Of Cabbages, and Kings, and Tariff Feed-ins

“The time has come,” the Walrus said,
“To talk of many things:
Of shoes–and ships–and sealing-wax–
Of cabbages–and kings–
And why the sea is boiling hot–
And whether pigs have wings.”

The Walrus and The Carpenter, Lewis Carroll, from Through the Looking-Glass and What Alice Found There, 1872

Once upon a time there was a land where cabbages were very popular. People used them for all sorts of things. There were central farms where they were grown, and distributed to supermarkets from where people bought them. The subjects in this land could buy the cabbages for about 17 cents each.

One day the King decided that it was a bad thing for the cabbages to be produced by these large farms. He said it hurt the environment to have them transported all the way to the supermarkets. He also said too much water was used on those farms.

Solar Energy Hits the Dust


A dust storm on 25th September 2009 viewed from the office of the Carbon
Sense Coalition.

Read more: http://carbon-sense.com/wp-content/uploads/2009/09/dust.pdf [PDF, 271KB]

Solar Power Realities – Addendum

By Peter Lang

This paper compares the capital cost of three electricity generation technologies based on a simple analysis. The comparison is on the basis that the technologies can supply the National Electricity Market (NEM) demand without fossil fuel back up…

The three technologies compared are:

1. Nuclear power;
2. Solar photo-voltaic with energy storage; and
3. Solar thermal with energy storage.

Full article here. [PDF, 52KB]

Here is the original article: Solar Power Realities

Solar Power – a Subsidised Appendage

By Viv Forbes, Chairman, The Carbon Sense Coalition.

Australian electricity consumers can look forward to soaring charges for electricity and blackouts if state and federal politicians continue to undermine the power grid by mandating and subsidising solar power generation.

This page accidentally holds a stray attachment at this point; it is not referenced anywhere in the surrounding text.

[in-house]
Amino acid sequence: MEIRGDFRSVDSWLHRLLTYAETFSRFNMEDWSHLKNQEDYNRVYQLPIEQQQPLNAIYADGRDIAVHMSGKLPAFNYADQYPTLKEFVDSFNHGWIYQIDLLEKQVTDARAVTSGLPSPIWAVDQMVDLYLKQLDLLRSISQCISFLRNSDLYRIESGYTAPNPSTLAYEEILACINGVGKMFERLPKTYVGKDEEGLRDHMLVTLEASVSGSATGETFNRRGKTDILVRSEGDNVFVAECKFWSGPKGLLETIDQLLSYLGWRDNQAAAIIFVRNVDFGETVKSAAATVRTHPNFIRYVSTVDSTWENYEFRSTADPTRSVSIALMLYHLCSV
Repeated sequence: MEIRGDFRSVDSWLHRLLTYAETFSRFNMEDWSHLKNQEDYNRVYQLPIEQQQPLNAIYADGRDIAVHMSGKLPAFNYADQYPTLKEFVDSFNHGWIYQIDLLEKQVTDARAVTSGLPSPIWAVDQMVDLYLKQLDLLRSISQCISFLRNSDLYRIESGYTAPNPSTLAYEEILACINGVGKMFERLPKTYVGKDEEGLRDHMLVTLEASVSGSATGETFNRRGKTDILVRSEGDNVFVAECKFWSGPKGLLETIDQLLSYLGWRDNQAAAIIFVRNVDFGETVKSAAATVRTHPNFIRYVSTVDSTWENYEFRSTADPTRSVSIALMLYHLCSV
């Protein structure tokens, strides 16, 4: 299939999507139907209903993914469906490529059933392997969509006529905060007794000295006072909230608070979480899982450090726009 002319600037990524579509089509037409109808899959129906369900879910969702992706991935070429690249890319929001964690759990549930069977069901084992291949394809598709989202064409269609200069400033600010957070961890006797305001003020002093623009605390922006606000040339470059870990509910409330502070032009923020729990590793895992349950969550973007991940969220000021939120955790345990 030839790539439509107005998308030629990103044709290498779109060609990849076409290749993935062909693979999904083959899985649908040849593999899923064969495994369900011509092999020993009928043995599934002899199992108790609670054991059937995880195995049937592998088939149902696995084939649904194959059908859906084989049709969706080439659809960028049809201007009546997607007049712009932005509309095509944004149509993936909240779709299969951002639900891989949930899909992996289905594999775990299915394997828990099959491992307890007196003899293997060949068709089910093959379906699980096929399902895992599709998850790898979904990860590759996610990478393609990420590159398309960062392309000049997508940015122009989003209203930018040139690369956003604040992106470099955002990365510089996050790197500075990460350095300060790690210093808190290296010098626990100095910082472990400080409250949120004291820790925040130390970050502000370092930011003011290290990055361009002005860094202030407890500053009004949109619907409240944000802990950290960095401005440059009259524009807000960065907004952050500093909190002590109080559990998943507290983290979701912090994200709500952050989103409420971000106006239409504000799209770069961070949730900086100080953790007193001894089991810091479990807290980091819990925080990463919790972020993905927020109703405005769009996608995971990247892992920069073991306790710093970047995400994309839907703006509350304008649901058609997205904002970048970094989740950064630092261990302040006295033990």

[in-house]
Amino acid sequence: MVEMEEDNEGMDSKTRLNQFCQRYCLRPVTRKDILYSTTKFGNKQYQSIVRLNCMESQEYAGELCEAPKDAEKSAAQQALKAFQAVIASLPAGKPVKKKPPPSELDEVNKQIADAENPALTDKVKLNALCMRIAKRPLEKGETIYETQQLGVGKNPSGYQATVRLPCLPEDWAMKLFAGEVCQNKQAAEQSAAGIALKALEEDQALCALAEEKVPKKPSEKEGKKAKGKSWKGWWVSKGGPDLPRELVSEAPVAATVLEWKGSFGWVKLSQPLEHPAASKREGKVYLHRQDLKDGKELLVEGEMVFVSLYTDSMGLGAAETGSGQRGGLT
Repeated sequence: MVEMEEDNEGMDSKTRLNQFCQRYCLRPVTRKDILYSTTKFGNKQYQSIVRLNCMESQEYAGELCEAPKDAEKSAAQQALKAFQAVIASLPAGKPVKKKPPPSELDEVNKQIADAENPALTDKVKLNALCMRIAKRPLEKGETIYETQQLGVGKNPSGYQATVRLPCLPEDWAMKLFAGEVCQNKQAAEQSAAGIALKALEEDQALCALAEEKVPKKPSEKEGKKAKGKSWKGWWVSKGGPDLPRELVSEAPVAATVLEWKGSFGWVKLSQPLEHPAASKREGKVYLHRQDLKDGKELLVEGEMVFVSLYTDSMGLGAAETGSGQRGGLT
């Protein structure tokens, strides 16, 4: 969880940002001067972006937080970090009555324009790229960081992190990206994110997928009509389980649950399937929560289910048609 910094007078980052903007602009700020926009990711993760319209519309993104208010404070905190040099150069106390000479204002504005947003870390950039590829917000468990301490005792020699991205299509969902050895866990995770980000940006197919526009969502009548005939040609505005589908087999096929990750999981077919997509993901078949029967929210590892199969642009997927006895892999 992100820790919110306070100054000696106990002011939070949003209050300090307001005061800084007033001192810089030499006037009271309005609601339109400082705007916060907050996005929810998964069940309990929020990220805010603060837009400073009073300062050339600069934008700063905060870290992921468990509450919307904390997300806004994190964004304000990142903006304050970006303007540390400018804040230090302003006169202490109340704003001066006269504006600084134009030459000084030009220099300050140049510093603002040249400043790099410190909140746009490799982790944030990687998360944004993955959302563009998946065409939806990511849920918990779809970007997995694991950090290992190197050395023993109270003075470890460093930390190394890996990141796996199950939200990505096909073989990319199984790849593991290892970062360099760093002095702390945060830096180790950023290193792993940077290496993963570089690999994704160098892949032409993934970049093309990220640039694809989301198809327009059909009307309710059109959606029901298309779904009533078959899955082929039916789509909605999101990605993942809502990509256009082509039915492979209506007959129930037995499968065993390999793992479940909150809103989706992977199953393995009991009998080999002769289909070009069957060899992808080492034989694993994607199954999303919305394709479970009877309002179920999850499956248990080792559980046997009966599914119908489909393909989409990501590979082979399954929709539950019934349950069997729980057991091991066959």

Solar power can never produce continuous, predictable low cost power. It must always be supported by expensive power storage systems or by reliable power sources such as coal, gas, hydro or nuclear.

No matter how many millions of taxpayer money is poured into “research”, it can never solve the two fatal flaws of solar power.

Solar Power Realities

Supply-Demand Characteristics, Storage and Capital Costs
By Peter Lang

This paper provides a simple analysis of the capital cost of solar power and energy storage sufficient to meet the demand of Australia’s National Electricity Market. It also considers some of the environmental effects. It puts the figures in perspective…

Conclusions: solar power is uneconomic. Government mandates and subsidies hide the true cost of renewable energy but these additional costs must be carried by others.

The http://carbon-sense.com/wp-content/uploads/2009/07/solar-realities.pdf [PDF, 738KB]

Addendum – Comparison of Capital Cost of Nuclear and Solar Power: http://carbon-sense.com/wp-content/uploads/2009/09/solar-realities-addendum.pdf [PDF, 52KB]

Solar Energy Costs & Economics

As an interesting fact on solar, I had a quote done for my house in Florida for a 2.5kw array (not enough to power the whole house, about 1/3 of the average requirement). The cost benefit worked out as follows:

Cost to purchase and install: $25,000 – this yielded a return of less than 1% on investment (about 0.7%)
Federal tax credit of $7,500
State rebate of about $9,600
Yield after subsidies (if qualified) – a total net cost of $7,900 with a return on my investment of just over 6%.

In other words the state and federal governments (taxpayers) would pay $17,100 in subsidies to support an overall yield on the total investment (theirs and mine) of 0.7%.

Every scrap of the product installed is of foreign manufacture sending the bulk of the taxpayer money overseas.

As a business person, if my company invested in 0.7% return projects, I would be out of business. I wonder if that applies to the Feds and States?

John in Maryland, USA

Is solar energy a viable solution to reducing oil dependence?

by Allan Taylor

No, solar energy is not the solution to reducing US oil dependency.

Considerable progress has been made in the development and use of solar energy world wide over the last decade. This is a good thing and no doubt will continue. But where does solar energy fit into the overall energy crisis problem?

« Previous Page

© 2007-2019 The Carbon Sense Coalition. Material on this site is protected by copyright. However we encourage people to copy, print, resend or make links to any article providing the source, including web address, is acknowledged. We would appreciate notification of use.
The Carbon Sense Coalition is proudly powered by WordPress and themed by Mukka-mu